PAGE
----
Your child comes home with ‘the face’….you know the one….the one that signals trouble. It says “don’t talk to me…don’t even look at me”. This face triggers your own stress reaction because you have been down this road before.
Wouldn’t you like to have a new response to “the face” that results in progress rather than a repeat of past rounds of tantrums, punishment and a strong desire to run away to a tropical island?
It is easy to believe that children are aggravating or pushing boundaries for no reason other than that they can. The first important principle we work with is the idea that children are programmed to seek the approval of the adults around them. From infancy, babies and children are hardwired to be relational and to respond to caregivers in ways that build connections. If that is not happening, we need to work toward identifying what is interrupting this process.
Under normal circumstances, when children encounter a consistent limit, they learn to work within the boundary. What are some reasons children persist with unacceptable behavior? Sometimes the answer is that we are sending mixed messages that are interrupting the lessons we are trying to teach. If we’re honest, we can admit that when we are tired or stressed or in a particularly good mood, our reactions are different.
Sometimes we are simply too frustrated to calmly engage our children. Often we mistakenly believe that engaging in supportive conversation will somehow reward the very behavior we are trying to extinguish. We have seen over and over that when parents begin asking the question, “What is happening with my child that would explain his/her behavior?” children will provide the answer. The problem is often that we are not asking the question because we assume that this is a behavior problem rather than an emotional or brain process problem.
Very often the answer lies in challenges the children are dealing with. Everyone says that children do not come with a manual. While this is true, it can also be said that a working knowledge of brain development can help us make sense of what sometimes feels like random, intentional behavior. It is important to know that all brains are constantly creating new connections that allow us to function in new ways. It only makes sense that children have had fewer experiences and, therefore, have fewer brain connections to draw from as they react to life. Watch this video for a great description of what it looks like to discipline with brain science in mind.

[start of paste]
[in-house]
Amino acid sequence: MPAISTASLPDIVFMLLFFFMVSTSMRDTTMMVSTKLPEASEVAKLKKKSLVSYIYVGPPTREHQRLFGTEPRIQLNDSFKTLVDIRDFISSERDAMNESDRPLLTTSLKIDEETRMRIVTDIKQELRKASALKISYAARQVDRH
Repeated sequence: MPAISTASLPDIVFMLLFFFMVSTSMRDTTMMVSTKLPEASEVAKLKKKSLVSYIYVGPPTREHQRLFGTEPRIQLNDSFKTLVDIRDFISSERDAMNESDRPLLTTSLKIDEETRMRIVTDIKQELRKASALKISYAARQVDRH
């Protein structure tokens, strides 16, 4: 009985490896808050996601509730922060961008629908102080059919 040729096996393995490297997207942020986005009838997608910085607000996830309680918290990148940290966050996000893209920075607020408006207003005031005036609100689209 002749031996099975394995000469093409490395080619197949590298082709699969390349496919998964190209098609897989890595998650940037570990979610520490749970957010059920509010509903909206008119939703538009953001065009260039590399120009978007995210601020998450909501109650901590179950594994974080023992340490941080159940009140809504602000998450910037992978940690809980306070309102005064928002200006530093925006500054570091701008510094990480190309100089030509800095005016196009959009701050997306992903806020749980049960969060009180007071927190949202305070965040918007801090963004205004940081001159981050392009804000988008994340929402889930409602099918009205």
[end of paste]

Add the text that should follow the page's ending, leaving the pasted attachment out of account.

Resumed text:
Dr. Dan Siegel and Tina Payne Bryson, PhD have written several books designed to help us to parent with these principles in mind. These books are designed to educate parents about the importance of brain integration which allows us to connect all parts of our brain giving us more opportunities to respond to experiences effectively. The Whole Brain Child begins the process of educating us on the basic principles. The Whole Brain Child Workbook uses practical exercises and worksheets to teach Whole Brain Child ideas. No Drama Discipline provides more specific intervention strategies as well as the reason why they work.
These are effective strategies for all children....and most adults. However, sometimes there are added struggles that make even these approaches slow to work.